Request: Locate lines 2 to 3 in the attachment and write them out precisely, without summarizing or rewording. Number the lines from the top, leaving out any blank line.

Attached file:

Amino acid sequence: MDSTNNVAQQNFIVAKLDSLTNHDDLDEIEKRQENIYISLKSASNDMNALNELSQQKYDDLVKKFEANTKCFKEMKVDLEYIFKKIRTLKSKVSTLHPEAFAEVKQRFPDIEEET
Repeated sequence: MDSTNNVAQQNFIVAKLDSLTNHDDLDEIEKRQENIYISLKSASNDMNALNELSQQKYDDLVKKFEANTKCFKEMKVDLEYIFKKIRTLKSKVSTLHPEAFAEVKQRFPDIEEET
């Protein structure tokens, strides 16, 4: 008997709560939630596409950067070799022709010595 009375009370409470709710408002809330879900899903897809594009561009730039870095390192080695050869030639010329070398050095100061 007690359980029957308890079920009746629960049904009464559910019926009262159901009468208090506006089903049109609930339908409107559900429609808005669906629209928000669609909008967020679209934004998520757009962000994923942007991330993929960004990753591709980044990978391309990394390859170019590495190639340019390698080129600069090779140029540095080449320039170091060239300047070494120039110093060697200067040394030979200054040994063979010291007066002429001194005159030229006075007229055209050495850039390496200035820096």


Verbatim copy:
Repeated sequence: MDSTNNVAQQNFIVAKLDSLTNHDDLDEIEKRQENIYISLKSASNDMNALNELSQQKYDDLVKKFEANTKCFKEMKVDLEYIFKKIRTLKSKVSTLHPEAFAEVKQRFPDIEEET
């Protein structure tokens, strides 16, 4: 008997709560939630596409950067070799022709010595 009375009370409470709710408002809330879900899903897809594009561009730039870095390192080695050869030639010329070398050095100061 007690359980029957308890079920009746629960049904009464559910019926009262159901009468208090506006089903049109609930339908409107559900429609808005669906629209928000669609909008967020679209934004998520757009962000994923942007991330993929960004990753591709980044990978391309990394390859170019590495190639340019390698080129600069090779140029540095080449320039170091060239300047070494120039110093060697200067040394030979200054040994063979010291007066002429001194005159030229006075007229055209050495850039390496200035820096």